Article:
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A Book Review of Stephen King's HOLLY, by Ari Racing

We’re not that far from celebrating ten years since we met Holly Gibney for the first time. If you don’t remember, it was almost halfway through Mr. Mercedes when Janey Patterson tells Bill about this “weird cousin” who shows up for the first time at the hospital after Elizabeth Wharton’s passing. The first description we have states that Holly is “a spinster roughly Janey’s age but with none of Janey’s looks” and that she never speaks above a mutter and seems to have a problem making eye contact”. But that shy woman who was “supposed to be a walk-on character” turned into one of the most important characters created by Stephen King. Wouldn’t you agree? Putting aside The Dark Tower saga, for obvious reasons, if you know of another Stephen King main character that leads or co-leads in six books. Go ahead. I’ll wait. In 2020 Stephen King himself said (to Terry Gross on NPR) that Holly “just kind of stole the book (about Mr. Mercedes) and stole my heart”. Not a truer statement could be said since Holly ended up being one of the most important characters in Mr. Mercedes, and kept on growing in her leadership within Finders Keepers and End of Watch. And when we thought that was all, by next year, once again, we were reunited with Holly Gibney in one of the darkest books ever written by Stephen King: The Outsider. Did you think that was all? Wrong again. In those early days of the Covid pandemic, a new book by Stephen King hit the shelves. If It Bleeds, published in April 2020, featured four new novellas. The main one, the one that gave the book its title, featured a character we all knew very well by this time, a character that most of us Constant Readers already adored, like Stephen King does: Holly Gibney. If It Bleeds is not a sequel to The Outsider, but it’s in the same, dark, neighborhood as that book published in 2018, and I could not have embraced it more. In those tough days, a familiar voice such as Stephen King’s made me feel better. I liked Holly Gibney (a lot, actually) but If It Bleeds made me fall in love with her again, and I eagerly awaited for her return. Now, luckily, only three years have passed and Stephen King has brought her back in Holly, his new novel, published on September 5th, 2023. This book will be the first one where Holly Gibney is the main character of a novel and she surely deserves it.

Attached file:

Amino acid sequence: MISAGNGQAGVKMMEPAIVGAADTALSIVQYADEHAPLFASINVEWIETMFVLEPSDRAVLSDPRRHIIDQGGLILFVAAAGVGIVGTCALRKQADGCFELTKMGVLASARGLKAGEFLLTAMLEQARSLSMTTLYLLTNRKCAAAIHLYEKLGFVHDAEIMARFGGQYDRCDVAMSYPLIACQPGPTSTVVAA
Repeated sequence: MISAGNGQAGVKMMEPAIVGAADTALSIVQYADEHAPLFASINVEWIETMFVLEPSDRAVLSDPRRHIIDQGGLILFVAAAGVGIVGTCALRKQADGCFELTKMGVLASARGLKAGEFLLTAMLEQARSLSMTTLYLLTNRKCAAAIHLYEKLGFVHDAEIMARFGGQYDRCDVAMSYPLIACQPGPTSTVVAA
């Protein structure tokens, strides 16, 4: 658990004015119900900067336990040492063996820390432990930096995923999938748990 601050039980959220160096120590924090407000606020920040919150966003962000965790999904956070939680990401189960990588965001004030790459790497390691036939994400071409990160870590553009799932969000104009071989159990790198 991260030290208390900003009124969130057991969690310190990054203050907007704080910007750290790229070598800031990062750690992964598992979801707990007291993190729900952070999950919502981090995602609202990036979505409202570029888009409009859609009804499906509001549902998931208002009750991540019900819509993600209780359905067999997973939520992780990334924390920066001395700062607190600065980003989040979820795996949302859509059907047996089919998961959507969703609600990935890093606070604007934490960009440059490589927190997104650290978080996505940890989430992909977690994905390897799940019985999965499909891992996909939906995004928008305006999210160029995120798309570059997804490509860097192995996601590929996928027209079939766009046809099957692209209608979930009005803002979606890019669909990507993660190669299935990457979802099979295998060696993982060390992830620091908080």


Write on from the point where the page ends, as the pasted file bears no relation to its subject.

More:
Holly  starts with an excerpt that was originally published by Entertainment Weekly (January 23, 2023). Jorge Castro, a university teacher of creative writing and Latin American Lit in an old city that’s hasn’t been kept up anymore but there are parts that are still pretty nice, and decides that the fine drizzle outside won’t stop him from his evening’s run. That turns out to be a mistake, the last one he’ll ever make.

Jorge is missing and you know why but the rest of the world doesn’t. Ten years pass by, we’re in 2021, the world’s population continues to move on, while surviving Covid’s pandemic, and a desperate woman named Penny Dahl calls Finders Keepers, Holly Gibney’s detective agency, seeking help to find her missing daughter. Holly isn’t sure if she should pick up the case. Her mother just passed away and she needs to stop and think about her future. But there’s something in Penny’s voice that makes her decide to help her. As she’ll soon discover, Jorge and Bonnie Dahl are not the only persons gone missing in this area during the last few years.

Not far from the place where Bonnie was seen for the last time, are where married octogenarian Professors, Rodney and Emily Harris, live. They are semi-retired academics and well respected… however… no one knows about the secret they keep in the basement of their big house filled with books, a secret that might be related to Bonnie’s disappearance.